Kenya’s Haiti mission faces uncertain costs despite UN approval

Police recruits march during a pass out parade at Kiganjo Training College in Nyeri County, Kenya on March 3, 2017.

The UN Security Council has granted approval for Kenya to lead the Multinational Security Support mission (MSS) in Haiti. However, the mission’s deployment costs remain uncertain and may not be known until the following year.

On Monday, the UNSC passed Resolution 2699/23 with 13 votes in favor and 2 abstentions, allowing Kenya to deploy its promised 1,000 police personnel. Other nations like Jamaica, Antigua and Bermuda, and the Bahamas have volunteered to send personnel as well. Mongolia, Spain, Senegal, and Belize have expressed support, and Canada has pledged to assist in fundraising for the mission.

The Council called upon member states and regional organizations to contribute personnel, equipment, and essential financial and logistical resources based on the MSS’s urgent requirements. Although mandated by the UN, the mission may not receive direct funding from the UN’s security funding channels, indicating its reliance on donor support and voluntary contributions from member states.

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The Council mentioned that the UN Secretary-General might provide logistical support packages to the MSS upon request, subject to full financial reimbursement through voluntary contributions and compliance with the UN Human Rights Due Diligence Policy (HRDDP). The mission’s mandate and viability will be periodically reviewed, with the understanding that the cost will be covered by voluntary contributions.

The US, co-sponsor of the resolution with Ecuador, pledged an initial $100 million in financial assistance and an additional $100 million in technical support for the mission. Canada also committed to providing technical support.

The MSS was initiated almost a year after Haiti requested external assistance to combat gang violence. However, Russia and China abstained from the vote, arguing that elevating the deployment under Chapter VII of the UN Charter was too high a bar and that the lack of a stable government could exacerbate the situation.

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The MSS’s responsibilities include training and equipping local officers, guarding critical installations like the main airport and seaport, and addressing various security challenges in Haiti. The mission will be encouraged to use community policing and report on strategies to combat rights violations.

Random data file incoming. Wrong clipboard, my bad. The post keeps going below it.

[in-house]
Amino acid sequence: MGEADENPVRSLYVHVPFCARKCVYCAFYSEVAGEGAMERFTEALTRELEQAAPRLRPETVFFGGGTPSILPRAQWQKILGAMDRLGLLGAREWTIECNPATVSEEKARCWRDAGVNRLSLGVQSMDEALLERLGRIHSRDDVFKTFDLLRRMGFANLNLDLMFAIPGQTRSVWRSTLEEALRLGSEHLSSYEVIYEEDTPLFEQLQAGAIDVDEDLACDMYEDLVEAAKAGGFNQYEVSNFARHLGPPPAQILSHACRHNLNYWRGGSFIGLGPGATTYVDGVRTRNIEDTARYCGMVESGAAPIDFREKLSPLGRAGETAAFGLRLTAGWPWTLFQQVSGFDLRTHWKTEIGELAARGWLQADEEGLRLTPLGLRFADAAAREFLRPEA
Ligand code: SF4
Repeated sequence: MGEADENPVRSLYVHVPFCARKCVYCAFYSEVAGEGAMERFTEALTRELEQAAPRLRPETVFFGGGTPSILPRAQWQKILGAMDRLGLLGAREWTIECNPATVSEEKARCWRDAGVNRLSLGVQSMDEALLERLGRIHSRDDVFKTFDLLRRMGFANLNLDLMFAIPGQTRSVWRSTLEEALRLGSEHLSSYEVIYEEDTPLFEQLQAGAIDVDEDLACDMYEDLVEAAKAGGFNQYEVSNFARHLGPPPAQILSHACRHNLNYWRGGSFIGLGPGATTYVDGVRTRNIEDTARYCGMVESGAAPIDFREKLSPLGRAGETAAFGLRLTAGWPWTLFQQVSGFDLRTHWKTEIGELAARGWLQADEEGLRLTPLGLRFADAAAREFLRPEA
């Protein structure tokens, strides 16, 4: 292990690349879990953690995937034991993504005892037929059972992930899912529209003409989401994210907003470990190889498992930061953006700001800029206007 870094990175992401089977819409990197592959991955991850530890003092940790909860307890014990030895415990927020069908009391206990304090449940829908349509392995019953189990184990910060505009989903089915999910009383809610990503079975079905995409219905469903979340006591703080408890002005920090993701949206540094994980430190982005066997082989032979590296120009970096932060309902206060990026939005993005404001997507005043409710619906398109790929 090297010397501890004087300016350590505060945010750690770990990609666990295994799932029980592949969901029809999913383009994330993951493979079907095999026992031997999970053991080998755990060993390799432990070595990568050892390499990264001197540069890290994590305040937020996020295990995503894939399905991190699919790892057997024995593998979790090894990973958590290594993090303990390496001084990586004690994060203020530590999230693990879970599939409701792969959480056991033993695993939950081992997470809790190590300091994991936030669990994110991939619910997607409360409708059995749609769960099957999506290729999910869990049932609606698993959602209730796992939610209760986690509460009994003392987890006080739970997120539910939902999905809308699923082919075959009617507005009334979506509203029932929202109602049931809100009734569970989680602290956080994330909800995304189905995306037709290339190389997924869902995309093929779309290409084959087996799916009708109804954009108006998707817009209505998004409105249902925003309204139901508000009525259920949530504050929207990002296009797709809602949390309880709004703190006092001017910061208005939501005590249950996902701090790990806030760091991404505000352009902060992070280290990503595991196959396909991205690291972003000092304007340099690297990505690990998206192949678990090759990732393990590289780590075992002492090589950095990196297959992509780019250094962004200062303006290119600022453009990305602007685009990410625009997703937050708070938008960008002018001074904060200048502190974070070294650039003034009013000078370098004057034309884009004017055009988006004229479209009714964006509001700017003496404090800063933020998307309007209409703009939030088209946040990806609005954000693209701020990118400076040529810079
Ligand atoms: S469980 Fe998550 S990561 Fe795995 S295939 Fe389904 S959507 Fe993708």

During the mission’s duration, UN member states are prohibited from selling or transferring arms to Haiti, except to mandated Haitian authorities.

The MSS’s cost is expected to be high due to its incorporation of health, environmental conservation components, and humanitarian support arms.

Kenya expressed readiness to deploy, highlighting its history of peacekeeping missions. The National Peace Support Operations Fund was established to support Kenyan troops deployed abroad, with the government contributing Ksh1 billion ($6.9 million).

The mission, scheduled to begin in January, has sparked controversy due to the challenges faced by the officers. Kenya’s President, William Ruto, pledged to leave a “different footprint” in Haiti, emphasizing the need for local understanding and support.

Amnesty International UK Executive Director Sacha Deshmukh emphasized the importance of an intervention force having a deep understanding of the country’s human rights and context. Some observers believe Kenya should be given the benefit of the doubt, given its experience dealing with local gangs, albeit controversially.

The mission’s success will depend on the genuine commitment of its backers, particularly the USA, in supporting Haiti’s return to stability and functional governance. Kenya’s team will comprise units from its special Administration Police Service, including the Border Patrol Unit (BPU), Rapid Deployment Unit (RDU), and the General Service Unit (GSU), who may not be familiar with the local terrain or languages, potentially posing risks to both locals and officers.

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